This month I had the opportunity to participate in the Working Group on Partnerships for Middle School and STEM Learning with the Urban Libraries Council. Professional Development Coordinator Keliann LaConte and Education Coordinator Brooks Mitchell, both team members for the STAR_Net program, were also in attendance where we discussed our views of STEM learning in libraries and how we can develop intentional, sustainable, and strategic partnerships within communities. Here are some key takeaways.
- How libraries define STEM varies but what the majority of us agreed on is that STEM learning includes fostering curiosity through hands-on learning that leads to active and engaged experiences. Regardless if you use STEM or STEAM or another acronym, this type of learning is action oriented where curiosity is a critical component.
- The community and library both have a role in facilitating STEM learning in libraries. The group discussed issues of access and equity and how communities and libraries can work together to overcome these issues by tapping into their strengths. For libraries, the people are a key asset as library staff are uniquely competent and and capable to provide STEM learning opportunities and experiences. Often STEM is perceived as something for the experts but what the group agreed on is that STEM learning in libraries is side by side learning, where facilitators, not educators, experiment and engage alongside program participants. This view can inherently lower the barrier of access to STEM learning for both the library staff as well as the youth and teens in the community. We all have inherent potential to learn and when we do so together, engagement and impact are likely to increase.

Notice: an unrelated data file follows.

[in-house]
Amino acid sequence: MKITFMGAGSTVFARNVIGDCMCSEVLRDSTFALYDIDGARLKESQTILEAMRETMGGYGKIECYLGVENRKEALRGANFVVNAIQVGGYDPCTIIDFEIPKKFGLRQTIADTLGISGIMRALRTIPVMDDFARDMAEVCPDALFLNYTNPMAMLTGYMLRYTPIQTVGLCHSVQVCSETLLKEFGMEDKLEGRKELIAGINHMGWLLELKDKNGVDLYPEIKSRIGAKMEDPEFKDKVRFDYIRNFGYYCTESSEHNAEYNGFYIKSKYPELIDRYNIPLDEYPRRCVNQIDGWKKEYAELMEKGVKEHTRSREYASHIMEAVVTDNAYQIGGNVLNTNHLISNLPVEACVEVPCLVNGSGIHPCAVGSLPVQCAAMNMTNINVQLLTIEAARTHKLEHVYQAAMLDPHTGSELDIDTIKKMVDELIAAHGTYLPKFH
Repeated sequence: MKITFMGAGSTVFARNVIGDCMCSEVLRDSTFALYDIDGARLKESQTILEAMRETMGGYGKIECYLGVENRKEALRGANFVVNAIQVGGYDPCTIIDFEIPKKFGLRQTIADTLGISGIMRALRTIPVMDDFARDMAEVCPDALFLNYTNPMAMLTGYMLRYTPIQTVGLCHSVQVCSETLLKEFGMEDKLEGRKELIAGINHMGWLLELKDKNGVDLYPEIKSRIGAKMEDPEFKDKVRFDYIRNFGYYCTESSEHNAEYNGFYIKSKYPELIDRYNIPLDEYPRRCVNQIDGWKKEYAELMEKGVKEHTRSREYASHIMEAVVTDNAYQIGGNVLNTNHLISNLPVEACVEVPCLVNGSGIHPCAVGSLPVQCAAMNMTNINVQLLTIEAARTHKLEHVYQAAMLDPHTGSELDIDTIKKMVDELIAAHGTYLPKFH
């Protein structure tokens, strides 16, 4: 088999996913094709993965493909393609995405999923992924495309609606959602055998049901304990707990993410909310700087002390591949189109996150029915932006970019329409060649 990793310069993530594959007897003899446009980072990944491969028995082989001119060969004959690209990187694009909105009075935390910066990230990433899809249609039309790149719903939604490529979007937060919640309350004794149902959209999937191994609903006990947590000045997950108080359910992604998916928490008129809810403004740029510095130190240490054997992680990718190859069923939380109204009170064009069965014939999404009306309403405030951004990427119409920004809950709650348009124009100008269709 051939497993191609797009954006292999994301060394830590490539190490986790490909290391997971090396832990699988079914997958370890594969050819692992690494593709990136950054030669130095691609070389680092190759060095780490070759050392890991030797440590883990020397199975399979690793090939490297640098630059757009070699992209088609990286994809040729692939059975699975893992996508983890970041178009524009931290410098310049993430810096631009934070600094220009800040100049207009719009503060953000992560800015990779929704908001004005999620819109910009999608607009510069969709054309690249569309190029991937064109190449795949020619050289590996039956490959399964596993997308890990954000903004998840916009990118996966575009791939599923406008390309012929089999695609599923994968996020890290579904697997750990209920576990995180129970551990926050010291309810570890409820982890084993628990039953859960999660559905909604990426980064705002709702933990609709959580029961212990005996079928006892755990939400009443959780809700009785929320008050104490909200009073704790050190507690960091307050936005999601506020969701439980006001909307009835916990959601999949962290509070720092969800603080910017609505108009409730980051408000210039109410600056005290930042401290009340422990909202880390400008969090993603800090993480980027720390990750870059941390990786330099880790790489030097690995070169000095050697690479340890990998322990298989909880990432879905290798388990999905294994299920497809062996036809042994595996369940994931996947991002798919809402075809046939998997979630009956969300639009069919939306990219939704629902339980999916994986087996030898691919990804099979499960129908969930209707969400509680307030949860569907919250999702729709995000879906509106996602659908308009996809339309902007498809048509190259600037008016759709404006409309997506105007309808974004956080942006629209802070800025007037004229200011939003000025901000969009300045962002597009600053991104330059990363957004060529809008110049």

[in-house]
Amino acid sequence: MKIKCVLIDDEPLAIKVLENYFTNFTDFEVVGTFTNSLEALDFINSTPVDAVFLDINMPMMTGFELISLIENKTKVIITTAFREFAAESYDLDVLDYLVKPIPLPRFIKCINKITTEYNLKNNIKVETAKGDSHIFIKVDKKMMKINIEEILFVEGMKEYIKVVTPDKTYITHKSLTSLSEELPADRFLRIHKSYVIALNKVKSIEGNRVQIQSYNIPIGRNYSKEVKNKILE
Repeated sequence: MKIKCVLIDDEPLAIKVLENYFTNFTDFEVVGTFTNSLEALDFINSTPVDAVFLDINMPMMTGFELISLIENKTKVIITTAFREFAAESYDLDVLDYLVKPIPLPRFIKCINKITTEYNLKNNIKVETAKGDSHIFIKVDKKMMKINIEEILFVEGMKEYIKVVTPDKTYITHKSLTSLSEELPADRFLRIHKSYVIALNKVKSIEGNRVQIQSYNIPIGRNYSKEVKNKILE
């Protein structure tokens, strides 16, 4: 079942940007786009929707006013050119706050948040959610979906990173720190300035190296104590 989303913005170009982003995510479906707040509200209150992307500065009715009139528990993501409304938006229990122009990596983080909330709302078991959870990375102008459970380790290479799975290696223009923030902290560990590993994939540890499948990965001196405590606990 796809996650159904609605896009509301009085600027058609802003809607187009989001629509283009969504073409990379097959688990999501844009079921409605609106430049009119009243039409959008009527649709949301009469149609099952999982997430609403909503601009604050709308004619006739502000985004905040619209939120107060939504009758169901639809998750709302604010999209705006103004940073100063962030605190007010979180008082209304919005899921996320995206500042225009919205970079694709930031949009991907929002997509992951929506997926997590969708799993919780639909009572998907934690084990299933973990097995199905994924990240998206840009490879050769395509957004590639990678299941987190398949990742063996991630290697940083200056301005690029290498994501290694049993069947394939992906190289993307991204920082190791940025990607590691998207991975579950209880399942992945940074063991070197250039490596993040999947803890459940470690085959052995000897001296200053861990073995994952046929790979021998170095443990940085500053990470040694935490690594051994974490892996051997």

- Partnerships also vary in definitions across libraries and community organizations. The group discussed the importance of sharing expectations and ownership when collaborating on STEM learning related projects with schools, businesses, and other local organizations. Libraries should ask “What can I do to help you?” to empower the partner and can also reverse that question to ensure the library is also benefiting.
I found this discussion incredibly interesting and inspiring. Since the meeting, I have asked my staff and colleagues to think about the key questions discussed in the meeting and encourage you to do so as well. So how do you define STEM and partnerships in your library? What role should the library have in STEM learning? And how can libraries build powerful and sustainable partnerships?
If this topic resonates with you, be sure to check back with ULC later this month to learn more about the Middle School STEM Learning project.